The Power of Loyalty – Part 1

Speaker: Scott Jarrett | Apr 24, 2022

(Mat 6:19-24)

In Matthew 6:19-24 Jesus reveals the power our discretionary and listening loyalties possess not only for determining who we truly serve (who we are loyal to as King), but also producing the salvation-essential attributes of affection (for God) and conviction (in regard to the Word of God).  Our confidence that loyalty is indeed His subject is confirmed by His conclusion (24 “serve…be devoted to” = be loyal to).

  1. Discretionary loyalties and help getting to heaven.

1.1. Jesus teaches us that the freedom we may believe we possess with regard to discretionary loyalties is not as free as we think.

1.2. (19-20) “treasures[1]” = Discretionary loyalties. Those things we commit to that are not necessary to our physical health and life or the physical health and life of those under our care (e.g., hobbies; contra., working a job).

1.3. “Do not lay up for yourselves treasures on earth” = Do not fill your life (“lay up”) with discretionary loyalties that will not help you get to heaven. Why we can be confident this is what Jesus talking about: 1) His mention of what happens to these earthly treasures/commitments (“moth and rust destroy…thieves break in and steal”) = The value/benefit they provide will eventually be lost. There is no EROI. 2) Jesus’ promotion of heavenly treasures (or loyalties) in contrast to these earthly treasures (loyalties) (“but lay up for yourselves treasures in heaven, where neither moth nor rust destroys and where thieves do not break in and steal.”) = We need to make sure the person/things that occupy our discretionary time/money are those persons/things that will help us get to heaven since the value of those commitments/loyalties will not be lost in this life. There will be an EROI.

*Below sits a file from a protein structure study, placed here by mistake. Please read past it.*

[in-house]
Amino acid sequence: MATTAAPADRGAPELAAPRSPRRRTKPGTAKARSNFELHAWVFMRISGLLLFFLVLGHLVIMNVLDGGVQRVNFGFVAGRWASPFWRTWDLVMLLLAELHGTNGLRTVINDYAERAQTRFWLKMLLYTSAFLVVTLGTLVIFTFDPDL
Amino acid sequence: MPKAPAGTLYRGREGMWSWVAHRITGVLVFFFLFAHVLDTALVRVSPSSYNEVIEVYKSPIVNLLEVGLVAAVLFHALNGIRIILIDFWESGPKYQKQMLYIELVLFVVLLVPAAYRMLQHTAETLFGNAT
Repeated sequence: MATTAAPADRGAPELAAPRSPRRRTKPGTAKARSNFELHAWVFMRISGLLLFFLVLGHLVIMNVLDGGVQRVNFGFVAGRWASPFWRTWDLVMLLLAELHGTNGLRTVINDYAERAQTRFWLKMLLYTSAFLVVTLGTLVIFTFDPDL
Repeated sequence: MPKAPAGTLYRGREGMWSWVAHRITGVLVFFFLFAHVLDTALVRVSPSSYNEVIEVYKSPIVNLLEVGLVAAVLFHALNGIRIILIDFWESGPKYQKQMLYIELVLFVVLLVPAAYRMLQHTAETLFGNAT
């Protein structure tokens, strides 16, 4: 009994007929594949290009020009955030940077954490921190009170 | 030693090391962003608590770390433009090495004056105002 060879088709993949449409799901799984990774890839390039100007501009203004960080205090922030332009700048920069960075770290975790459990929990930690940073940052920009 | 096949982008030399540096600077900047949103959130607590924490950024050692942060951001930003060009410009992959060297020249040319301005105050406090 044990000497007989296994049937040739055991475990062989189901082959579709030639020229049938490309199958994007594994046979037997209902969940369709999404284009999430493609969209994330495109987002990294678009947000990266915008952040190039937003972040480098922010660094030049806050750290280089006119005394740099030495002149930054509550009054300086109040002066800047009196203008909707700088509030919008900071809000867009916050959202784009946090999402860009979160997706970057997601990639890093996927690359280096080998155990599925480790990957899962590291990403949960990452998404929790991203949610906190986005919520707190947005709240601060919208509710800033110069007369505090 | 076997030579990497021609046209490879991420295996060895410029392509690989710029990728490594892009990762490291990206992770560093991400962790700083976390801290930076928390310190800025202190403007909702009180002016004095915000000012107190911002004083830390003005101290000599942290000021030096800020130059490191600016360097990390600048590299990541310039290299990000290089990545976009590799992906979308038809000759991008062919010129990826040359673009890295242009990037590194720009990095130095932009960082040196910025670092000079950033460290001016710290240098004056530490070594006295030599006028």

1.4. Examples of discretionary loyalties that will not help you get to heaven: 1) sports, 2) video games, 3) cars, 4) guns, 5) money (v24), 6) secular music, 7) fishing, 8) hiking, 9) secular movies/tv 10) pets, 11) our physical family.